Missed a chance to buy one of these for $500 in running condition in the late ’60s. Coming back from a conference in southern Alabama the car was sitting in a front yard with a for sale sign on it. Stopped and talked to the owner and then went on toward our Florida home. Already had two ’55 Austin Healeys so the only thing I came back with was a late 1700s pot belly stove, which we still have. Hindsight is a wonderful thing that I try to avoid whenever possible. It was one of the rare left had drive cars…..

    Like 22
  3. wuzjeepnowsaab

    I think this one has been talked about at least twice before

  4. Jon

    Tom Brady is a fan of the cars,he has the money to restore it too.

    Like 1
  5. rextreme Member

    Yeah, what is that other car? And is it for sale also?!

  6. Will Fox

    A ‘garage find’ that you are guaranteed not to lose a dime on. GLWTA!!

  7. Frank Sumatra

    I have now learned to stop reading these write-ups when I see “Astoria, NY”

    Like 15
  8. Andrew S Mace Member

    I have to wonder if they might easily get $167,510 by washing the car…. ;)

    Like 3
  9. Christopher Gush

    I appreciate these iconic pieces of iron seeing the sunlight again, but cannot help but feel the seller (Gullwing) capitalizes on preying on those poor souls who have lost a mate and not realizing or do not have the capability of marketing the lost ones vehicle after finally releasing its emotional attachment. I have seen it too many times as a former classic car dealer. When I stumbled on these opportunities I would often pay the seller more than it was being sold for given they literally had no idea, and, realizing the mantra that your’e always going to get found out, and honesty has no memory. Its your reputation. I truly wonder if he paid them a fair market value, and understand Gullwing also has to realize a profit. Anyone thinking different reading their ads has to be thinking this when they see this dynamic. I think Barn Finds should’t be a vehicle to sell Peters cars. It conveys the wrong impression.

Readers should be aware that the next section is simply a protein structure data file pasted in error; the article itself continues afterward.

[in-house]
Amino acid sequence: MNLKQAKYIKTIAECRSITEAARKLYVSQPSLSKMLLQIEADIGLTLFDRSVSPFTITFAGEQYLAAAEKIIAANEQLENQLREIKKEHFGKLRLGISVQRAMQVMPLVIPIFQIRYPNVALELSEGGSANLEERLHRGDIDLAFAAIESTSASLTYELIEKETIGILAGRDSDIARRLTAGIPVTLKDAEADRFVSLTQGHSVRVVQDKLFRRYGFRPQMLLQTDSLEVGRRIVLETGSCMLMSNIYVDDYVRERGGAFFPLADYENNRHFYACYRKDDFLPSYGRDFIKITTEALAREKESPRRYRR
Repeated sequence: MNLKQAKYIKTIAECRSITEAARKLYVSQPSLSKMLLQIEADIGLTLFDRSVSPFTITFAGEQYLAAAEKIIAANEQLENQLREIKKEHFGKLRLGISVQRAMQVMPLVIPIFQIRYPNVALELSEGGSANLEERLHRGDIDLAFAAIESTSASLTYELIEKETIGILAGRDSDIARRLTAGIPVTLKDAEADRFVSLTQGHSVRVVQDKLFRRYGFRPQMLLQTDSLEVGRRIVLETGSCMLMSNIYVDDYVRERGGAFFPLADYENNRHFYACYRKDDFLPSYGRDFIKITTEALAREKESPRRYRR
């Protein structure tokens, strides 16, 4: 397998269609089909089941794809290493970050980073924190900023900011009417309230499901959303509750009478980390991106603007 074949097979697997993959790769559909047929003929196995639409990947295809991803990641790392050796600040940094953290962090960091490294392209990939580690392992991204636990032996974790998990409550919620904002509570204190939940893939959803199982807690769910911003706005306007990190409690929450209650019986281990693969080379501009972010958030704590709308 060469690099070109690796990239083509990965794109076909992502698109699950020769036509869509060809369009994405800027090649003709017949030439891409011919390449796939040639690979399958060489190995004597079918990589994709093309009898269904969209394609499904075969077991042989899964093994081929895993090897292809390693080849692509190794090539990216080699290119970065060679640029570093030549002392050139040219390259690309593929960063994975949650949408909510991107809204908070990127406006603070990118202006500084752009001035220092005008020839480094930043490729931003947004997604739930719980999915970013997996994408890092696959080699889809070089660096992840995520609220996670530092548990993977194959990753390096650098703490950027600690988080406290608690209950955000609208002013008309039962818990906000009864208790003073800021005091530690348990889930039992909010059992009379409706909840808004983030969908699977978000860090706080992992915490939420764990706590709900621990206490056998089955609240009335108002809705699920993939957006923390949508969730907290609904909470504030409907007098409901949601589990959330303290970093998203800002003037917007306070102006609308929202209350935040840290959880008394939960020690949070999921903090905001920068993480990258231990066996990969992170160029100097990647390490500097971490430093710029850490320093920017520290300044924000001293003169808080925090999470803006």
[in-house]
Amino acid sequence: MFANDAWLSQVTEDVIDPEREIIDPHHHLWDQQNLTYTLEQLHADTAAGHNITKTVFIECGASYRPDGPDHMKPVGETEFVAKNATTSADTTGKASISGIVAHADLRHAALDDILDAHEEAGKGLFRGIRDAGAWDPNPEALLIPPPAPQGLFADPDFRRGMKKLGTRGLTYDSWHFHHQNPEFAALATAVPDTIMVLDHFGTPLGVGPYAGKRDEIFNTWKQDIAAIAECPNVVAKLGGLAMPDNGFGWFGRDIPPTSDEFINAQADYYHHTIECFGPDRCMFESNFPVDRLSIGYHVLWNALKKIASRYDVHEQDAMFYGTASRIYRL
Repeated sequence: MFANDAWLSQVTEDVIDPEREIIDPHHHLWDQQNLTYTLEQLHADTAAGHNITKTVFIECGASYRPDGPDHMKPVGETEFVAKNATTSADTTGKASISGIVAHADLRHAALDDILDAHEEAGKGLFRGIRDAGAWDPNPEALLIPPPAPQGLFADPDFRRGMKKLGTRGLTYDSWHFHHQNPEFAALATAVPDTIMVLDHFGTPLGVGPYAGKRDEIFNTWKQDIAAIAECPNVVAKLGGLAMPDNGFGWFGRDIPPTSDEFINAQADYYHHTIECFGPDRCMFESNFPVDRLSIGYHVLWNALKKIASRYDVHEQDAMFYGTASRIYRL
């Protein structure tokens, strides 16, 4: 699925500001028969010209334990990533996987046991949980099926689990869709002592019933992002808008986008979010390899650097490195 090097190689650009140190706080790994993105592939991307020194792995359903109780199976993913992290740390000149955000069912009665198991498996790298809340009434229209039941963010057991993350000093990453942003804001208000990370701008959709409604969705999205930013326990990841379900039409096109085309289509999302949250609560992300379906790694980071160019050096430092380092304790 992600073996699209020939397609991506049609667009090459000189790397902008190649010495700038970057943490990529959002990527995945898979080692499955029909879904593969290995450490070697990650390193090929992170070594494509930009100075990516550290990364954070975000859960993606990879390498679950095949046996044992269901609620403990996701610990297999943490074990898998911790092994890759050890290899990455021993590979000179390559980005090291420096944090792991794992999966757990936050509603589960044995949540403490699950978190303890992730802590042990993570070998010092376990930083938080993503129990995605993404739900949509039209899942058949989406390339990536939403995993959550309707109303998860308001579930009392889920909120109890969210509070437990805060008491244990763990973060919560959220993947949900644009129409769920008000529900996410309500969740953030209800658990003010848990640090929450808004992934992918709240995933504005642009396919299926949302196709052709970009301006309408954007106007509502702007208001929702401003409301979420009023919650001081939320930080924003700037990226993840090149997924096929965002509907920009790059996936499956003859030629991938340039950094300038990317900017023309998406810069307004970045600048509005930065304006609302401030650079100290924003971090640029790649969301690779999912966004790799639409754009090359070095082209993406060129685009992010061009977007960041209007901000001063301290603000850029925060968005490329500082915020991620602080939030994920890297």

Like 16
    • ErnieSC

      I agree with Mr. Gush. I see the Old Man standing in the door and hope the Seller is selling for him on consignment for a VERY FAIR FEE!
      Car Dealers have very bad reputations for a Reason.

  10. steve

    yup, Gullwing motors is an interesting place. Going in there you can find anything from a MG TD that looks like a pile of parts to a Bentley that looks like a pile of parts.

    Like 1
  11. Howie Mueler

    For fun check out their inventory, lots of great cars and bad prices!!

    Like 3
  12. Oilyhands

    I just checked my garage and was disappointed again to find no Aston Martins or other exotic cars that I’d forgotten about…. Maybe tomorrow will better and one might appear.

    Like 8
  13. Paul T Root

    Tippe’s car was a DB 2/4

  14. Laurence

    The original owner may have specified Smiths gauges because the standard English Jaeger instruments these cars came with, were very expensive and hard to replace.

    The other car could be an early DB-4…or another DB-2 variant…hard to tell without seeing more. I base this speculation on the bit of window and door seen in the second snapshot.

    Like 2
  15. Lukasz Rzepecki Member

    There is something wrong with the rear screen, it is much to big for original DB2 body. I’m not saying it is wrong, as in original car there is poor visibility, but this one is definitely not original shape.

  16. mike

    parts would be hard to get for this vehicle.